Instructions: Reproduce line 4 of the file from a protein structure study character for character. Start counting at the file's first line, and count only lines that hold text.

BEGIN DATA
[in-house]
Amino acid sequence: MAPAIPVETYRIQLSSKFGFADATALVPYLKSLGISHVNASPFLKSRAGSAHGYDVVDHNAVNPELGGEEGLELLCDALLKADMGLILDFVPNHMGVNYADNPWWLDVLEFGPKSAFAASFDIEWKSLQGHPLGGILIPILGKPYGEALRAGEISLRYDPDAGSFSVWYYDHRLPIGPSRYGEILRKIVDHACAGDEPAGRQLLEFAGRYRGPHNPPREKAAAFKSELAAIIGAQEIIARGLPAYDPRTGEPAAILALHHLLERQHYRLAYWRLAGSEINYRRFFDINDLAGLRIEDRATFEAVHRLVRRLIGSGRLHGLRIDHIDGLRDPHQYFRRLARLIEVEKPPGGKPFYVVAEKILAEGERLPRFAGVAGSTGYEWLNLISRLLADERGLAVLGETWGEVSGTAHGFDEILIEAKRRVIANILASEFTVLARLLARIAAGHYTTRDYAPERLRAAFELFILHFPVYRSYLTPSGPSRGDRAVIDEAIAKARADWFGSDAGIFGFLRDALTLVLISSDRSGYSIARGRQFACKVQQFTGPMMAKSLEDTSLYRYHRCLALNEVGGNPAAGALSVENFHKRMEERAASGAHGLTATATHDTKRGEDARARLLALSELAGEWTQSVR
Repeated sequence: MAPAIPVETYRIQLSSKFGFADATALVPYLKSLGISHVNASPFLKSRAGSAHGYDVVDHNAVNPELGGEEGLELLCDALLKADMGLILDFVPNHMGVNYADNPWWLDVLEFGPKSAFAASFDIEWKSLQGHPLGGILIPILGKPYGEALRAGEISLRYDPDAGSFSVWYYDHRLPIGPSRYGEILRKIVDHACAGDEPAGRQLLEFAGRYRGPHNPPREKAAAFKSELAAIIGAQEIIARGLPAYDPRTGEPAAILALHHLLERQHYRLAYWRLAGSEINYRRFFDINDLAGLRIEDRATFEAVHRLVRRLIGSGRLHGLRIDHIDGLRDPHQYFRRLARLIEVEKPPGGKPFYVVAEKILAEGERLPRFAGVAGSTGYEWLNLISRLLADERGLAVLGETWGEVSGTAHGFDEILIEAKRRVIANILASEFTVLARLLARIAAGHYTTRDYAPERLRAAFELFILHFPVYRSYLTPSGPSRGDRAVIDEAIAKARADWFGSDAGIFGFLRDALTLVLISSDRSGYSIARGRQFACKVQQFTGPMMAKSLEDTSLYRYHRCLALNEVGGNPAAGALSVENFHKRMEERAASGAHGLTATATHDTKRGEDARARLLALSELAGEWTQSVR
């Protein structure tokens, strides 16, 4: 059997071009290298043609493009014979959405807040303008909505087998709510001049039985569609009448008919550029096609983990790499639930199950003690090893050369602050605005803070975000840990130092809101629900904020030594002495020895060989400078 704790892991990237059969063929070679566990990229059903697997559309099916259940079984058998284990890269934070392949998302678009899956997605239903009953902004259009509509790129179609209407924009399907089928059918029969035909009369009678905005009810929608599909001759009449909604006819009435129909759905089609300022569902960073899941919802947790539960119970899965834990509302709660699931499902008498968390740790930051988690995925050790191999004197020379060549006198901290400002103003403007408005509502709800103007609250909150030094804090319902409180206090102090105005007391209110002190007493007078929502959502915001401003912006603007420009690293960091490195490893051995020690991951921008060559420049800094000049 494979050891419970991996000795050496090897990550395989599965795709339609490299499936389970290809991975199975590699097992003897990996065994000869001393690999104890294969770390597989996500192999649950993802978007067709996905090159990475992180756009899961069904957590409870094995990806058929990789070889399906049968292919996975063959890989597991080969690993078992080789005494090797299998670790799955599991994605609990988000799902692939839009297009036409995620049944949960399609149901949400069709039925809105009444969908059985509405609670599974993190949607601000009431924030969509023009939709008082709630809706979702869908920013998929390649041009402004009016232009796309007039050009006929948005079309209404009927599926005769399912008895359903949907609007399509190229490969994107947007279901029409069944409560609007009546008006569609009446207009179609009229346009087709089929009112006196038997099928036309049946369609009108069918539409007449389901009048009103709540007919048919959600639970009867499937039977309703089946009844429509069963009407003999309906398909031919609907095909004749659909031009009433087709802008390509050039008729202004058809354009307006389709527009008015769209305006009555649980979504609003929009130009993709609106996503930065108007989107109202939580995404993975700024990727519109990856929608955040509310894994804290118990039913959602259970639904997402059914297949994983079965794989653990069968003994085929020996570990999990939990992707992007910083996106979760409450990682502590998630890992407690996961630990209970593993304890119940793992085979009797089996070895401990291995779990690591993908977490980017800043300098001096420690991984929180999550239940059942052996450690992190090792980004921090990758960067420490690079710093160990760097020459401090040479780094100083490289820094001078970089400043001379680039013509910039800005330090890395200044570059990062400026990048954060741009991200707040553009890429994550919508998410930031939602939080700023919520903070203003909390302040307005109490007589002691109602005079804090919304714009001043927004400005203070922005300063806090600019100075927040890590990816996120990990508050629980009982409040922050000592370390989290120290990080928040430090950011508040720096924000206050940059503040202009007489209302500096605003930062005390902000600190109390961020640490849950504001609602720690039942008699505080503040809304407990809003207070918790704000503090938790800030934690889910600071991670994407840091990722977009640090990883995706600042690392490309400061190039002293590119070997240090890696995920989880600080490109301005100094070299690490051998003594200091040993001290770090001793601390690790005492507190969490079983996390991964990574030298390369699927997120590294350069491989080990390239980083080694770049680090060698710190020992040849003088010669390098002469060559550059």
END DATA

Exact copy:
């Protein structure tokens, strides 16, 4: 059997071009290298043609493009014979959405807040303008909505087998709510001049039985569609009448008919550029096609983990790499639930199950003690090893050369602050605005803070975000840990130092809101629900904020030594002495020895060989400078 704790892991990237059969063929070679566990990229059903697997559309099916259940079984058998284990890269934070392949998302678009899956997605239903009953902004259009509509790129179609209407924009399907089928059918029969035909009369009678905005009810929608599909001759009449909604006819009435129909759905089609300022569902960073899941919802947790539960119970899965834990509302709660699931499902008498968390740790930051988690995925050790191999004197020379060549006198901290400002103003403007408005509502709800103007609250909150030094804090319902409180206090102090105005007391209110002190007493007078929502959502915001401003912006603007420009690293960091490195490893051995020690991951921008060559420049800094000049 494979050891419970991996000795050496090897990550395989599965795709339609490299499936389970290809991975199975590699097992003897990996065994000869001393690999104890294969770390597989996500192999649950993802978007067709996905090159990475992180756009899961069904957590409870094995990806058929990789070889399906049968292919996975063959890989597991080969690993078992080789005494090797299998670790799955599991994605609990988000799902692939839009297009036409995620049944949960399609149901949400069709039925809105009444969908059985509405609670599974993190949607601000009431924030969509023009939709008082709630809706979702869908920013998929390649041009402004009016232009796309007039050009006929948005079309209404009927599926005769399912008895359903949907609007399509190229490969994107947007279901029409069944409560609007009546008006569609009446207009179609009229346009087709089929009112006196038997099928036309049946369609009108069918539409007449389901009048009103709540007919048919959600639970009867499937039977309703089946009844429509069963009407003999309906398909031919609907095909004749659909031009009433087709802008390509050039008729202004058809354009307006389709527009008015769209305006009555649980979504609003929009130009993709609106996503930065108007989107109202939580995404993975700024990727519109990856929608955040509310894994804290118990039913959602259970639904997402059914297949994983079965794989653990069968003994085929020996570990999990939990992707992007910083996106979760409450990682502590998630890992407690996961630990209970593993304890119940793992085979009797089996070895401990291995779990690591993908977490980017800043300098001096420690991984929180999550239940059942052996450690992190090792980004921090990758960067420490690079710093160990760097020459401090040479780094100083490289820094001078970089400043001379680039013509910039800005330090890395200044570059990062400026990048954060741009991200707040553009890429994550919508998410930031939602939080700023919520903070203003909390302040307005109490007589002691109602005079804090919304714009001043927004400005203070922005300063806090600019100075927040890590990816996120990990508050629980009982409040922050000592370390989290120290990080928040430090950011508040720096924000206050940059503040202009007489209302500096605003930062005390902000600190109390961020640490849950504001609602720690039942008699505080503040809304407990809003207070918790704000503090938790800030934690889910600071991670994407840091990722977009640090990883995706600042690392490309400061190039002293590119070997240090890696995920989880600080490109301005100094070299690490051998003594200091040993001290770090001793601390690790005492507190969490079983996390991964990574030298390369699927997120590294350069491989080990390239980083080694770049680090060698710190020992040849003088010669390098002469060559550059």